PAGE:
More talent at work in the form of more women, more retirees, more LGBTQI+, more people with disabilities would only mean more business; newer markets to explore and conquer; and less pressure on just the men folk to make money.
Everyone irrespective of gender would get a choice to either chase a career down – climb a corporate ladder OR find a more balanced approach and create a life tree – where career is just one aspect of life and there is freedom to be more. Pursue hobbies, focus on health, be a more involved life partner, parent, child, sibling … the possibilities are endless!
I would think that men would welcome diversity with open arms given the immense benefits it could bring to them! I mean, if I had someone offer to share the load at home, I would say yes without batting an eyelid!
Do I sound utopian?! Maybe? But I truly believe that if we included the menfolk in diversity, inclusion and belonging (DIB) as allies, this dream of an egalitarian world where everyone has a chance to bring their whole selves to work and be judged solely on merit is not far away!
For any cultural revolution of this scale, we need to get our dominant group – the men on board. Men like my brother-in-law who already understand the economic benefits of DIB and are putting skin in the game by being equal partners. Also, young fathers who hope that their daughters can chase down careers like any man they work with without being discriminated against or having to make choices a man won’t have to. Most men who have a talented woman he loves in his life would be an ally! No?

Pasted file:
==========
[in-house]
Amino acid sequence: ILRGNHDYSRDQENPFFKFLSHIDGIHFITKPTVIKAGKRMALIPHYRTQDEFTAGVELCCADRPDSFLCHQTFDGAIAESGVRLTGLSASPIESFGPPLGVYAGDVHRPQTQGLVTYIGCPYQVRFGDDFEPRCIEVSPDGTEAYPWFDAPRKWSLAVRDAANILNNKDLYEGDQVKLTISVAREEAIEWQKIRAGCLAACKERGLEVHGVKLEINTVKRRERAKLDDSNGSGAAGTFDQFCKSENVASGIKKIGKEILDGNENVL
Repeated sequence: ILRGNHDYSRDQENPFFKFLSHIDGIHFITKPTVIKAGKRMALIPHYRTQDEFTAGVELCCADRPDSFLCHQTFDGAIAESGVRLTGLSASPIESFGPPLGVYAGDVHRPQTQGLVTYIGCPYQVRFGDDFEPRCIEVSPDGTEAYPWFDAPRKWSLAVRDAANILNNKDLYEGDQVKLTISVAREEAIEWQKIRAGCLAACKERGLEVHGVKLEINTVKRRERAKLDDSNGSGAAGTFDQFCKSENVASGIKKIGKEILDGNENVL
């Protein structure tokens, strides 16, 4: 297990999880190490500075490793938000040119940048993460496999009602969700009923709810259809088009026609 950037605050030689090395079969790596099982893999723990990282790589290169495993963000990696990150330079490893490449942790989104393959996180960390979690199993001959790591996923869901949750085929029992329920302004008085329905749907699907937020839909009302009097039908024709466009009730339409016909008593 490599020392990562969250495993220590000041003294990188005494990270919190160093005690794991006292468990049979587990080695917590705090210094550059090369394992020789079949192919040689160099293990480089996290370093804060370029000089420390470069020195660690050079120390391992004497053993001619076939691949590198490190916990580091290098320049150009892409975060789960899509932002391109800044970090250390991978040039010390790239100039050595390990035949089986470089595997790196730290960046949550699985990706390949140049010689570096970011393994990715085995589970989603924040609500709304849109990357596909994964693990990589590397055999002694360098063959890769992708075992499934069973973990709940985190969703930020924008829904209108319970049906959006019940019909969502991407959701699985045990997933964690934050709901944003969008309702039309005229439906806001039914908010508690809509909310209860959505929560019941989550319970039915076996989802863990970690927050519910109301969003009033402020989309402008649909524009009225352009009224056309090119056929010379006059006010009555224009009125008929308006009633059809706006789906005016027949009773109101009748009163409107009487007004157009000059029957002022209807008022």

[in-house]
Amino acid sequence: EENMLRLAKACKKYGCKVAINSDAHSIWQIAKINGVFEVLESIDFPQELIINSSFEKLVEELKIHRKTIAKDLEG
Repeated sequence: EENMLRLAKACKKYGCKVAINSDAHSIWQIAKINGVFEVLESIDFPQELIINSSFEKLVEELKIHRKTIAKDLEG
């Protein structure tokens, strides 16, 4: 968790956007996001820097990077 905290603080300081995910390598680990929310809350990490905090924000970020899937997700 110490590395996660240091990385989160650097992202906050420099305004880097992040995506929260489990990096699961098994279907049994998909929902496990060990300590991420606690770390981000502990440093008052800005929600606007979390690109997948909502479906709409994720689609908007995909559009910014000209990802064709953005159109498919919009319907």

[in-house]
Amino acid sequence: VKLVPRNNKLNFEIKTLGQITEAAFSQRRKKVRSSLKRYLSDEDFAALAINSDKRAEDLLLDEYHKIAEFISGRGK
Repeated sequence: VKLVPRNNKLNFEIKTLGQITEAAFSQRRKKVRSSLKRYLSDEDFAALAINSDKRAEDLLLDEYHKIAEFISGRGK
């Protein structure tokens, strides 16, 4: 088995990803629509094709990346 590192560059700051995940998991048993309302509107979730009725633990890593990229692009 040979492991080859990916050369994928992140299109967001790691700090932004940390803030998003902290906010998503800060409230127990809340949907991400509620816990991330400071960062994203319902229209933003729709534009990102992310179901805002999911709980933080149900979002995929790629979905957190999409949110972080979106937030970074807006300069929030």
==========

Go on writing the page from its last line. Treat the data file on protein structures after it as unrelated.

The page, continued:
Before companies devise strategies and action plans around DIB, they must get their men on board. Sit across with the menfolk and:
- explain to them why this is good for everyone
- show them how their lives can be more wholesome if there was more talent to lean on at office
- assuage fears especially with respect to loss of power (it’s real you know.. this sense that my domain is now being taken over!!)
- show them in tangible terms how DIB will help grow the business which would mean more money hence the pie increases for everyone
- show them the bigger picture of how their being allies contributes to a larger world/country goal
- involve them in the efforts to create an inclusive culture
As mindsets change – one person at a time, the diversity numbers will improve on their own.
Someone once told me: to understand inclusion, all you need to do is feel excluded. Before any DIB initiative, get your menfolk on board and create a strong ally network!
Priyanka Chaturvedi Agrawal is senior associate director, advisory management focussing on DIB; and innovation with a big 4 consulting firm in India.
She is a chartered accountant by qualification and a trained psychotherapist with certifications in DIB. Besides work, raising her two girls and her Lab-Indie pup-Luna; and cheering for Rafa Nadal, she dreams of taking DIB awareness across schools, colleges and corporates in India. She is currently running awareness and training sessions for groups within her Firm and firmly believes that awareness and bringing everyone on board is the first step towards creating a successful business case for a diverse workforce.